A Spooky Science Story: Deep-Sea Corals Entombed by an Oily Snow

Posted Fri, 10/29/2021 - 13:21
By Megan Ewald and Daniel Hahn
Two comparison photos of corals.
A comparison of normal coral with some dead skeletal material covered by typical secondary colonization (right) and a wilting, dying coral covered with oil plume debris (left). Image courtesy of, Lophelia II 2010, NOAA OER and BOEM

It was a dark and stormy night. 

It was dark, not because it was nighttime, but because sunlight cannot reach the deepest parts of the Gulf of Mexico. And it was stormy, not because of thunder and lighting, but from a toxic blizzard of oily marine snow that slowly entombed the depths.

At the very bottom of the Gulf of Mexico live deep-sea corals—soft, alien versions of their more familiar shallow water cousins. For eons, deep-sea corals thrived in the depths, providing shelter for smaller denizens like brittlestars, sponges, and crabs. Until one day, dirty snow from the 2010 Deepwater Horizon oil spill descended upon them.

Oil stuck to particles in the water called marine snow. This oily snow sank through a mile of water onto the corals below. Like a poison rain, brown, clumpy droplets of oil fell thick on coral branches and the ocean floor. The snowfall may have lasted for months, but the impacts could last for years more. 

Eleven years later, scientists are still working to discover how long the effects of this oily snow will last.  

Oil in the Deep 

On April 20, 2010, an explosion occurred on the Deepwater Horizon drilling platform in the Gulf of Mexico and started the largest offshore oil spill in U.S. history. Scientists estimate that Deepwater Horizon oil covered over 400 square miles of deep-sea habitat. The impact of this pollution spanned even further.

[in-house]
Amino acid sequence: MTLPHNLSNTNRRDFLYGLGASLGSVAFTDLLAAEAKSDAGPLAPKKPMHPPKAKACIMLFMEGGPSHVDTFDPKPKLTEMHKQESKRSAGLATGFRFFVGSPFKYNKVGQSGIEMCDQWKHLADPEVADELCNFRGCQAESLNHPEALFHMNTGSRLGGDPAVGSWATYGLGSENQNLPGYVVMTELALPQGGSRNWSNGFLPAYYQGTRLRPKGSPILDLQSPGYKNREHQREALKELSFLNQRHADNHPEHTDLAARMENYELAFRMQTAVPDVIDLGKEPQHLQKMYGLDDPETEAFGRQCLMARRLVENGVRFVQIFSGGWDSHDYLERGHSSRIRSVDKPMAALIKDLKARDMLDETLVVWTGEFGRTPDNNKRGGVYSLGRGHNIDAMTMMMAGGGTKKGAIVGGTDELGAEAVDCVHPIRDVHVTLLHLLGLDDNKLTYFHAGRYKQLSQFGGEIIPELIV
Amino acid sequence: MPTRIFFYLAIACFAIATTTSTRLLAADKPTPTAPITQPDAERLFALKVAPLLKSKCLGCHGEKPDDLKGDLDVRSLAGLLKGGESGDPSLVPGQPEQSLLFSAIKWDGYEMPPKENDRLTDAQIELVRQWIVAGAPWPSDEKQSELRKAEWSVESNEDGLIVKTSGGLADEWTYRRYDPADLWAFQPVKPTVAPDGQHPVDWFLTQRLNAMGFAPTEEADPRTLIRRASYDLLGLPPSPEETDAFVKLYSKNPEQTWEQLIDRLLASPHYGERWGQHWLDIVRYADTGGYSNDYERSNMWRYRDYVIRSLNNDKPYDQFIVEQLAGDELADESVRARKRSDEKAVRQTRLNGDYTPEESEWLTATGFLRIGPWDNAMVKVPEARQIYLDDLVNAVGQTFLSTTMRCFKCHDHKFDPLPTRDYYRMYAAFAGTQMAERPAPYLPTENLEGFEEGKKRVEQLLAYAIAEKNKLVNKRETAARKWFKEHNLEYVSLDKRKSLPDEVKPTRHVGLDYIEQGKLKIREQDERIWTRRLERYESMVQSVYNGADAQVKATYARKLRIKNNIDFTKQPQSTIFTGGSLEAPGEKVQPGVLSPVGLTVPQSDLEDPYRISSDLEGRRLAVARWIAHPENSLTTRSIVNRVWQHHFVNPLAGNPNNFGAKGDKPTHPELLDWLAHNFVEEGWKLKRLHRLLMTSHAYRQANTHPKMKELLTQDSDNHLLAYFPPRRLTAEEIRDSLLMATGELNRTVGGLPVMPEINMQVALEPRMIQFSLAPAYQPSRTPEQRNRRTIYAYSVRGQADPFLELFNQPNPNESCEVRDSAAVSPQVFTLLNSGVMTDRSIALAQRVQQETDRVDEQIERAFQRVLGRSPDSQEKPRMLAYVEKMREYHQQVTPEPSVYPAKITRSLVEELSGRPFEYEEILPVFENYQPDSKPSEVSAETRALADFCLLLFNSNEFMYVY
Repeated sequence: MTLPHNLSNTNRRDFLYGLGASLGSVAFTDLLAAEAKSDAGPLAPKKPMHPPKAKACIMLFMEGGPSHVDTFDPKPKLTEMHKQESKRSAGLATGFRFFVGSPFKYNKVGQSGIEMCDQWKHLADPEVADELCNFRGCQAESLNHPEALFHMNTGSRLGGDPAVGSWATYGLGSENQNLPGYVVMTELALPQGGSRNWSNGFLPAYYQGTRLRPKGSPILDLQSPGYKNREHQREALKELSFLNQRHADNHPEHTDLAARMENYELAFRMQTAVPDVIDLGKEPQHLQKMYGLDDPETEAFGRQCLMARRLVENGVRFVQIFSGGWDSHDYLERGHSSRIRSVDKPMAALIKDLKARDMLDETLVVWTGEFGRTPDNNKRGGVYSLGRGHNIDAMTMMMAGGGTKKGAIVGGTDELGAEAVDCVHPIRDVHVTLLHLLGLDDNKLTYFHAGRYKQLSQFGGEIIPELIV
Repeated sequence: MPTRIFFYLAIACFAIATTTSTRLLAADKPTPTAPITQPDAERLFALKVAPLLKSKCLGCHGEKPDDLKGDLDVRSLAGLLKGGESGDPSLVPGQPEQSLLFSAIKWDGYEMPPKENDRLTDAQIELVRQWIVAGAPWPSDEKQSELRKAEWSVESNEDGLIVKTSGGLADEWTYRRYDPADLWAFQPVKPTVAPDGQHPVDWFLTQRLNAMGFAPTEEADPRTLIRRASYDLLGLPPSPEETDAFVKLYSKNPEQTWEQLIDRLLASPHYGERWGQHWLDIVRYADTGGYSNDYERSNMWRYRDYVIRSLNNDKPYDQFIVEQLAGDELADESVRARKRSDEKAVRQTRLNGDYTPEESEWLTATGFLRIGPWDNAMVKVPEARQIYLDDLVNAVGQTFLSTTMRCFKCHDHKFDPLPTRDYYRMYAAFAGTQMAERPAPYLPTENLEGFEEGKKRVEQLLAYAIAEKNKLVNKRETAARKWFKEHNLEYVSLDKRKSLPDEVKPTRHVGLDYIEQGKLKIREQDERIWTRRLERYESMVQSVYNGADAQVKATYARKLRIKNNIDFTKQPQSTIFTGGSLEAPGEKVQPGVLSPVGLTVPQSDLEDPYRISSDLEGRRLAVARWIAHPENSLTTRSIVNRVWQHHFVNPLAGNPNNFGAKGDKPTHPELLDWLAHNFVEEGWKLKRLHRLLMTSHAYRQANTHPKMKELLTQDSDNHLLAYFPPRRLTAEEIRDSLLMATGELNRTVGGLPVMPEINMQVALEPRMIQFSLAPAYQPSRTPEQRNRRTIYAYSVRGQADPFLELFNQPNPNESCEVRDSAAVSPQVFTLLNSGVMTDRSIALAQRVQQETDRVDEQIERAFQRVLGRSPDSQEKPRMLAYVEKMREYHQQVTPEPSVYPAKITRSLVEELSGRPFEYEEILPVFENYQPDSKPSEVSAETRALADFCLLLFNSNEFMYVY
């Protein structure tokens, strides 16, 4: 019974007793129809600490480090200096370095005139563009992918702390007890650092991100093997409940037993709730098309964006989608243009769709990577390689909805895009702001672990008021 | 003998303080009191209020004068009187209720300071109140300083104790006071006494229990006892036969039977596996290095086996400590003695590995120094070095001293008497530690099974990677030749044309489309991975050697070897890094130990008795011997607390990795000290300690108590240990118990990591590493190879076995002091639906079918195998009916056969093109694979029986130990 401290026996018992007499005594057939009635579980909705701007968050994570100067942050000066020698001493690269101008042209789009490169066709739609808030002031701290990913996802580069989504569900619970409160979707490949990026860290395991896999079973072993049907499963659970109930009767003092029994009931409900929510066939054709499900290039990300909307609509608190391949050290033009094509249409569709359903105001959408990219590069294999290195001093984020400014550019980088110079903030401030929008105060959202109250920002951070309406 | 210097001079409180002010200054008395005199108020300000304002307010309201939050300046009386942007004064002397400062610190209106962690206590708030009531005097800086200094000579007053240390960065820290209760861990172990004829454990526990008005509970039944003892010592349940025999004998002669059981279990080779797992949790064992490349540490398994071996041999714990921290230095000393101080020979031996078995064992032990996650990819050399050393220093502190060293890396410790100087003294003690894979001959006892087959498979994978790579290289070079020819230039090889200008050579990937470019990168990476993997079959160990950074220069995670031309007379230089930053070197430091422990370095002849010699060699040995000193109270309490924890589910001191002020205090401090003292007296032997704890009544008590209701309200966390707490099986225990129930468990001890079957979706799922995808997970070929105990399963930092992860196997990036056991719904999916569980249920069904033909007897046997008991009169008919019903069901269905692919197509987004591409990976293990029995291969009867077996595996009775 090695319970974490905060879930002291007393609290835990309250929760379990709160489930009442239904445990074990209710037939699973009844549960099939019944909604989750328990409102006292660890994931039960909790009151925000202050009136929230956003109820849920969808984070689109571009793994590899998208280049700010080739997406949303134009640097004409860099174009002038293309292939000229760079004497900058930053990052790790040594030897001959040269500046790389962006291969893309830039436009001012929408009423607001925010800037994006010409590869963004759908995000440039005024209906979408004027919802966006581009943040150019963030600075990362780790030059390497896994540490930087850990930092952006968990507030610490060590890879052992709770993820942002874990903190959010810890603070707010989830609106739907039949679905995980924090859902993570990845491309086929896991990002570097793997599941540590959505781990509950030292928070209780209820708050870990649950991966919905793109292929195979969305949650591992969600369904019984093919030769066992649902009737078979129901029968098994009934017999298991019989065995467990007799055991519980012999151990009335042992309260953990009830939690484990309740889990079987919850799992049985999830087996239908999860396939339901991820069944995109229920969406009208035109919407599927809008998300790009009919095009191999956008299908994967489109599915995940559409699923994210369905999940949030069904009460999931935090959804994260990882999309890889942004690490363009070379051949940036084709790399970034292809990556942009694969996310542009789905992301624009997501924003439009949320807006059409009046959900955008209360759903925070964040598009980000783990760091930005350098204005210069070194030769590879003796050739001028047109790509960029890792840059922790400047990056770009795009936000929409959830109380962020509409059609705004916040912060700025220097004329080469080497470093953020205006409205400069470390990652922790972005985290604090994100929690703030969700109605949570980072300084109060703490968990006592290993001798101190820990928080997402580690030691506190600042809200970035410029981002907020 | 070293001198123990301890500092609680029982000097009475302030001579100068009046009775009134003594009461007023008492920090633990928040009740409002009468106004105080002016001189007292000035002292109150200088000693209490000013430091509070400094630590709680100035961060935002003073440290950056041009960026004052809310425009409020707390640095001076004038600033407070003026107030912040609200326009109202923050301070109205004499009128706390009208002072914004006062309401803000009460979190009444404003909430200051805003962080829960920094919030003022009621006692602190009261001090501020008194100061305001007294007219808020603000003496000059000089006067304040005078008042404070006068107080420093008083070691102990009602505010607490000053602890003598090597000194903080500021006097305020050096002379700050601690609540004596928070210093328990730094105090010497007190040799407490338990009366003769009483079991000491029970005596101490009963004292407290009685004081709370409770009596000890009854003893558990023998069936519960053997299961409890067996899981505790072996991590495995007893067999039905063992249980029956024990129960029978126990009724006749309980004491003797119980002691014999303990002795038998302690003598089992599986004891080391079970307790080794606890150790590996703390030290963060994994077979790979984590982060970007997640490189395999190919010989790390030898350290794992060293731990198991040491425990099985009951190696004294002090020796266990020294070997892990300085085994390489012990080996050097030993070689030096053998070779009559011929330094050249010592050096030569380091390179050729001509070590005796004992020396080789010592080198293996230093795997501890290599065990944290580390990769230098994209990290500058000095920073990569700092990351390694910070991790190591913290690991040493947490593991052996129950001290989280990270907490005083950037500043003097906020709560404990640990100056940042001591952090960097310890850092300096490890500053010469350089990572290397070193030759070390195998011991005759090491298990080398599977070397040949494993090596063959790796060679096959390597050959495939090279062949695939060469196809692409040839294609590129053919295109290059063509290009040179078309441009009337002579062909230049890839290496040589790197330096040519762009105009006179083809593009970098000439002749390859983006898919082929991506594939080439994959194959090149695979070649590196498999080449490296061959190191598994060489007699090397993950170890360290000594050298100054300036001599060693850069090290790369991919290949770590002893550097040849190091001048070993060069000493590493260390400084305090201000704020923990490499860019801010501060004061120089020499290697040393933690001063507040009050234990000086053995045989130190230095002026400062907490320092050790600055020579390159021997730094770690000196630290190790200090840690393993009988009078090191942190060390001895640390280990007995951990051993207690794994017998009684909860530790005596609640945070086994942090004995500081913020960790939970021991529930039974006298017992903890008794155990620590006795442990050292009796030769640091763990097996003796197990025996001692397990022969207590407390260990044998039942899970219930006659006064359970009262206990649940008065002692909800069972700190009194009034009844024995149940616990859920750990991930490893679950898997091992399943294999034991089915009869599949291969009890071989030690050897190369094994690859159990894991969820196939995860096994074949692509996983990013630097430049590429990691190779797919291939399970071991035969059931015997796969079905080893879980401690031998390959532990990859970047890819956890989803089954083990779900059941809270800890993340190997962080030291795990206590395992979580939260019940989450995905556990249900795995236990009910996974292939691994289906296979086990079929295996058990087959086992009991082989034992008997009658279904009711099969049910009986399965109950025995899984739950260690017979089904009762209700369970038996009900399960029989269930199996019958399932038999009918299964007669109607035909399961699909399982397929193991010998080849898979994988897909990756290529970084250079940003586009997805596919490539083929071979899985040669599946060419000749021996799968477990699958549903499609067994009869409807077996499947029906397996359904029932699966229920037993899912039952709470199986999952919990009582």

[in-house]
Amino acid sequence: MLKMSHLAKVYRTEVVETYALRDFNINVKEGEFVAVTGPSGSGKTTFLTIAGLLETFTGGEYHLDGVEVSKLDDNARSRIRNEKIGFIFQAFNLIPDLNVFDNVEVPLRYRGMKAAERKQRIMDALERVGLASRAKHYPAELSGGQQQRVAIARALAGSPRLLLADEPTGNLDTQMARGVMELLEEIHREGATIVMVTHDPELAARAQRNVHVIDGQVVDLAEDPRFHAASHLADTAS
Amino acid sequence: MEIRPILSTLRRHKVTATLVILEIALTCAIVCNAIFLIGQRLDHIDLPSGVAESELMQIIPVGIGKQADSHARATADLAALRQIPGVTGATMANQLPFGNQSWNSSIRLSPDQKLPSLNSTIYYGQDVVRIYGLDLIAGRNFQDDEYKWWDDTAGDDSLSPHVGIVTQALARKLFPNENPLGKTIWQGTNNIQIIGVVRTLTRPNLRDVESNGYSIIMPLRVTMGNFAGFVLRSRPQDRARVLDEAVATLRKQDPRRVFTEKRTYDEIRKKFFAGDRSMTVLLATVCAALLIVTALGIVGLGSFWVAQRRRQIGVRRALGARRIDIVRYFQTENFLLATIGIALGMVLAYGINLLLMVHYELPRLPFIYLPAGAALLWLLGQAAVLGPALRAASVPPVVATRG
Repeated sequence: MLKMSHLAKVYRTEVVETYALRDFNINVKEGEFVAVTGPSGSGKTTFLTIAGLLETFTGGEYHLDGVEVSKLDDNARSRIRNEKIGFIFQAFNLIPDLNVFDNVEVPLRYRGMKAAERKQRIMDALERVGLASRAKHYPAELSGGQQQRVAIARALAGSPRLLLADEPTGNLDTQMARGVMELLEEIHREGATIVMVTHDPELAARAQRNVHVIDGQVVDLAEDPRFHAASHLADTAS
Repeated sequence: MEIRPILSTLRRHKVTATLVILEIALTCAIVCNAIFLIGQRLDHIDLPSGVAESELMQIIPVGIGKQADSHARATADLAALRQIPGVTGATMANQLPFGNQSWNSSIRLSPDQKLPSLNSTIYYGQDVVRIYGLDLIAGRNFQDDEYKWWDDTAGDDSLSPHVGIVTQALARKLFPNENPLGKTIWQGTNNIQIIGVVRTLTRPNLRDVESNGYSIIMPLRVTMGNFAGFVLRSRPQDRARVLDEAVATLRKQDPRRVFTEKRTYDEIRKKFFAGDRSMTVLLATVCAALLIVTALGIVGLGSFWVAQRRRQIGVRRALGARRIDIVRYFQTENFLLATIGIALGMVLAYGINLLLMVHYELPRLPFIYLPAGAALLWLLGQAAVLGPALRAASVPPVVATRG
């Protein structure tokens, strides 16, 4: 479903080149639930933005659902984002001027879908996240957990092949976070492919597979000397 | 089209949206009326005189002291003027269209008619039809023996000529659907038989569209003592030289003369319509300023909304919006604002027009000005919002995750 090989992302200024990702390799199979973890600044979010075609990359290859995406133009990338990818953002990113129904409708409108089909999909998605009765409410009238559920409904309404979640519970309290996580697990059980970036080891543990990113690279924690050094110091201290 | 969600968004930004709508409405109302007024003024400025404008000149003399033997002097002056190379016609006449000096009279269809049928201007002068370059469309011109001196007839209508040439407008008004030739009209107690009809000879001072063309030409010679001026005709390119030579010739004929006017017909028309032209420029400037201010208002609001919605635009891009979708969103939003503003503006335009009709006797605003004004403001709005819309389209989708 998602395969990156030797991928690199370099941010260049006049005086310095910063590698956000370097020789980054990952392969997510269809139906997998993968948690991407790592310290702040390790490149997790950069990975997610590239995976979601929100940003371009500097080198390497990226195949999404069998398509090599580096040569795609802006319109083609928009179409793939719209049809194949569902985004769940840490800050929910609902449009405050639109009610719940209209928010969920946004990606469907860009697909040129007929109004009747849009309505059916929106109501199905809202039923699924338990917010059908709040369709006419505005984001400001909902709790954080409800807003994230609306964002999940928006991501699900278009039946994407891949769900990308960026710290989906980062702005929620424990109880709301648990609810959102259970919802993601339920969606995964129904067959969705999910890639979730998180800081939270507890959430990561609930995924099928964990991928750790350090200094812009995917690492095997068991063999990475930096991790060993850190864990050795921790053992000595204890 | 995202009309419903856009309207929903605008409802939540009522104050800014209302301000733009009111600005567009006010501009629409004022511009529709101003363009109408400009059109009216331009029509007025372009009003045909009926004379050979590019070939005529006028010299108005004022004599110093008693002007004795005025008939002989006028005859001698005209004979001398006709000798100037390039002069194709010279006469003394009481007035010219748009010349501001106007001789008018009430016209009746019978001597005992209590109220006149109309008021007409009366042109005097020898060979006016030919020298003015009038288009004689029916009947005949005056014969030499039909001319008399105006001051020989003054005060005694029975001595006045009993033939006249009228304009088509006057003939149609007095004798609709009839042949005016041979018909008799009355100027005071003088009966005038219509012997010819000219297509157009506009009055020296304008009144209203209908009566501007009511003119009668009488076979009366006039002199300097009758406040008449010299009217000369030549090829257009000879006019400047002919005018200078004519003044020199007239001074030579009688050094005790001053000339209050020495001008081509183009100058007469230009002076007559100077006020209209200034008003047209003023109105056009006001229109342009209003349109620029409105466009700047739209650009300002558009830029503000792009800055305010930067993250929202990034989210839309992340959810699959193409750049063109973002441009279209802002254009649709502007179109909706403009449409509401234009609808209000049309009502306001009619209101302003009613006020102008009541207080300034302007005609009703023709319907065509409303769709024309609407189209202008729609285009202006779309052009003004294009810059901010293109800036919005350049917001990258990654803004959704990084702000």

Droplets of suspended oil formed a massive underwater plume, which was at times up to 650 feet thick and over a mile wide. This ghostly plume drifted more than 3,500 feet beneath the ocean surface, leaving a “bathtub ring” on bottom sediments wherever it went. In total, the plume covered more than 250 miles and lingered for more than five months after the spill ended. 

Scientists who work in deep-sea environments face many logistical challenges, including remote sites, darkness at depth, extreme cold, and limited time available for making observations. NOAA and our partners used specialized tools and techniques to overcome these challenges, including specialized equipment, such as autonomous underwater vehicles (AUVs), remotely operated vehicles (ROVs), towed cameras, and remote coring devices. 

Many coral colonies were observed as partly or entirely coated in a clumpy brown material called "floc." Chemical analysis of the floc revealed petroleum droplets that matched Deepwater Horizon oil’s chemical signature. 

Impacts on Deep-Sea Corals 

A time series of corals.
A time series of coral showing the progression of typical impacts at a site of coral colonies located less than seven miles from the source of Deepwater Horizon oil. You can see the brown "floc" material present in November 2010 disappears by March 2011 and afterward, is replaced by fuzzy gray hydroids and the coral loses its brittlestar companion. Image credit: Hsing et al. 2013.